As you probably know, getting a good loan on a car can mean the difference between getting your next car at an affordable price or not getting it at all. Simply put, if the terms on your loan for a new ride are good then the monthly payment will be much lower and you’ll be willing to pay any reasonable interest charges. As with any type of vehicle purchase, the key is to find a vehicle that you are interested in and then negotiate the terms of the deal. A must-know piece of advice to follow is to negotiate the purchase price of the car as a whole instead of negotiating in terms of monthly payments. Duh. The reason behind this is that if the salesperson knows what you are willing to pay per month on a vehicle they can sell you the car at a discounted price but inflate the interest rate on the loan (or sucker you in on some extras on the car or extended warranty that are very high-margin for them). If you negotiate the total price of the car first, without mentioning monthly payments, they will ideally give you the price you want on the car but won’t have any room to play around with the interest rate, and the end result will be fair.
An option besides getting in-house dealer financing? Look into getting financing from a third party lender that is not associated with the dealership. If you search around online for auto loans you will be able to find plenty of creditors who are in the business of giving auto loans. Oftentimes you will be able to receive a rate as good as the dealership if not better. For example, if you get pre-approved for a $25,000 loan from the third party lender at 5% over 60-months you know that you have $25,000 to spend. The third party will send you a check for the requested amount in the mail. At this point you know that you have a loan for $25,000 in hand with terms that you are comfortable with. All that is left is to get to the dealership and negotiate your deal—FOR $25,000. Take it or leave it, Mr. dealer. You will be negotiating the deal as a cash transaction, however sometimes this can backfire because sometimes a dealer will want to move out models and clear inventory so bad that they will even take a loss on the financing in order to sell the car to you. The behind-the-scenes with the dealership and their lender can be very fluid and workable, so sometimes you may get a better deal for this reason if you go with an in-house dealer loan.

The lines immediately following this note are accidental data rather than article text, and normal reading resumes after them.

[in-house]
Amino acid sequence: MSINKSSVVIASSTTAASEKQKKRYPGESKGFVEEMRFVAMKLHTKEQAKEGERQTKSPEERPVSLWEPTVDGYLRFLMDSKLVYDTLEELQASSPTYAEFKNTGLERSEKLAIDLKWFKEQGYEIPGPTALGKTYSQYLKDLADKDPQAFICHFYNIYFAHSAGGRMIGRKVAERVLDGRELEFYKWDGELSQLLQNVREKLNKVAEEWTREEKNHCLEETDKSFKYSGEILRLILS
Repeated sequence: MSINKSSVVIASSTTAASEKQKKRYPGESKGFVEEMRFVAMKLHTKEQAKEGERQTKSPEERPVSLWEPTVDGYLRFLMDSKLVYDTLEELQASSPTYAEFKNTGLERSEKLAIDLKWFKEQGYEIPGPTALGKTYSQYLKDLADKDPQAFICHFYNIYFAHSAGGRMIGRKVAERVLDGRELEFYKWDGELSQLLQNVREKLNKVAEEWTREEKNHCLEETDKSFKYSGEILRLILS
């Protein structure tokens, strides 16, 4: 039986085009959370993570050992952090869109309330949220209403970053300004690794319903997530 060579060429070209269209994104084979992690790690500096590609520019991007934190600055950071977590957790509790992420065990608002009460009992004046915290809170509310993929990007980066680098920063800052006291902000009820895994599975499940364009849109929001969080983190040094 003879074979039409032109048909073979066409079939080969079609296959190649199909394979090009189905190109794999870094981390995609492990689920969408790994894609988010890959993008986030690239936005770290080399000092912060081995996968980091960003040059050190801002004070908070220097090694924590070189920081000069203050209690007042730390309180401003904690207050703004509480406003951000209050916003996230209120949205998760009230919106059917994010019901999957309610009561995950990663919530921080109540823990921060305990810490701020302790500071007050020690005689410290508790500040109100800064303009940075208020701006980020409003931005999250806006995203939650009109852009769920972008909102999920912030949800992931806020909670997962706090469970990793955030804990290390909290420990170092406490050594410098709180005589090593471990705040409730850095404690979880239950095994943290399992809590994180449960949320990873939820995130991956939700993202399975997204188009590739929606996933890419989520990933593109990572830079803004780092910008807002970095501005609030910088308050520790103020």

At any rate, before you enter into any type of agreement it is important to know what the exact terms are in regards of any hidden fees. For example, some lenders may charge you a heavy sum if you are late on a payment or want to sell the car and have someone else “take over payments.” If you are taking out a loan but plan on paying it off before the terms of the loan are up you also need to check and make sure that there will not be a penalty for early payment (usually not the case though, at least for in-house loans). Another thing is of course to know the full conditions behind the effective interest rate. For example, how long is that 0% good for, 12 months, 36 months? Or, is that 1.9% financing really for the entire 60 months of the loan. Most of this is common sense, but it never hurts to double check and make sure you didn’t miss something or that a different dealer in a different city does indeed have the same deal that the last one had.